04262018Thu
Last updateThu, 26 Apr 2018 2pm

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Sep09

Unconventional Oil and Gas: An Economic Panacea?

By Kate Kunkel

gas-flareA study just released by global information company IHS says that the unconventional oil and gas revolution will increase disposable household income in the U.S. by more than $2,700 and improve the country’s trade position by more than $164 billion in 2020. The report also predicts that more than 3.3 million jobs will be supported in 2020 as the unconventional oil and gas revolution boosts industry competitiveness and manufacturing growth.

According to HIS vice chairman Daniel Yergin, the unconventional oil and gas revolution is much more than an energy story; it reverberates throughout the U.S. economy not just for upstream and processing jobs and lower energy prices. It will also help revitalize the U.S. manufacturing, refining and petrochemical processing sectors.

For an economy still struggling to overcome the recession of 2008, this is excellent news and was confirmed by several speakers at VMA’s recent 2014 Market Outlook. But also at the Market Outlook were a couple of concerns connected to this growth in the unconventional oil and gas sector.

One concern is the effect that the environmental movement might have on the amount of growth. While there have been many advances in technology which make producing these resources more environmentally friendly, there has been recently a noticeable increase in gas flaring. This is one matter that has environmental groups with powerful support raising concerns about the continuing impact on public health and the environment.

A recent report shows that, despite environmental concerns and the fact that flaring is a huge waste of resources, (more than $100 million per month is burned off in the Bakken alone), flaring is on the rise worldwide. According to the World Bank, there was a 2 billion cubic metre (bcm) increase in flared gas in 2011 compared to the year previous, and each year it has been rising. The U.S., Russia, Kazakhstan and Venezuela were the biggest contributors to the rise.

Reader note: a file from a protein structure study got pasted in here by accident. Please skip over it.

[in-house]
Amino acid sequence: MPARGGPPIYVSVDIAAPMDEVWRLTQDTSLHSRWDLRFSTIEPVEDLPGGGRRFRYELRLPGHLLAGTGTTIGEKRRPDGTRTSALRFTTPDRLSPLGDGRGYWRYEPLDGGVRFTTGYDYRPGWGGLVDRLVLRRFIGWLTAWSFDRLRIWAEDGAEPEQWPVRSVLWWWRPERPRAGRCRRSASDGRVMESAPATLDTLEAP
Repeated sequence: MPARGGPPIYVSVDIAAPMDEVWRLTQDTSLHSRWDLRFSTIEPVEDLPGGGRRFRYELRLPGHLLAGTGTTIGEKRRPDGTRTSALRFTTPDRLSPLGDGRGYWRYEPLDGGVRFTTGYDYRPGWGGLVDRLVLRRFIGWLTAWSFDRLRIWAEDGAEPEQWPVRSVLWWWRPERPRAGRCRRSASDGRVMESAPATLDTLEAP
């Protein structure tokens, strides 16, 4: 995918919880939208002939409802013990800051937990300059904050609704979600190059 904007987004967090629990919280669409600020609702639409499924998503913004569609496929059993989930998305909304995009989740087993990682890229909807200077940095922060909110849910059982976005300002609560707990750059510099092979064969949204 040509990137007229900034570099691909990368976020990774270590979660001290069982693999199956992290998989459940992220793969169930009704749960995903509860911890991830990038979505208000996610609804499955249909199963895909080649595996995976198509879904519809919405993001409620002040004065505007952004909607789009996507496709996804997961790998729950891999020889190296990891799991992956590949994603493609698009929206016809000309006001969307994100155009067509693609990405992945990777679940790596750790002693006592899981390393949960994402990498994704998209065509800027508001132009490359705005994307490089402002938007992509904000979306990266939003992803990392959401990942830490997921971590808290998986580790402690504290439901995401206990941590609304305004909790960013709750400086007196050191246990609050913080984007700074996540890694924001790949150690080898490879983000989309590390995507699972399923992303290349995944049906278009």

This kind of activity is that upon which environmentalists seize, and could create enough backlash to stifle some of the potential growth.

Another concern is the availability of skilled workers who can make this happen. Besides the fact that more younger people eschew manual labor in favor of high tech jobs, even if all of them were willing to get down and dirty in the oil and gas fields, there probably will not be enough of them to fill the need. Throughout North America, the population is aging and, according to Alan Beaulieu of ITR Economics, the number of people over 65 in the next 25 years will double. For the first time in our history, more people will be over 55 than under the age of 18. What effect will workforce issues have on the potential for unconventional oil and gas to grow the economy?

It’s impossible to say at this point and there are many other factors that could dull the shine off the silver spoon promised by unconventional oil and gas. Like… what if the rest of the world taps into its similar resources? We lose our edge again.

For now, though, it’s time to grab the brass ring and ride that boom all the way to the bank. We can sort the rest of it out later. Hopefully.

Kate Kunkel is senior editor of VALVE Magazine and web editor at VALVEMagazine.com. Reach her at This email address is being protected from spambots. You need JavaScript enabled to view it.

 

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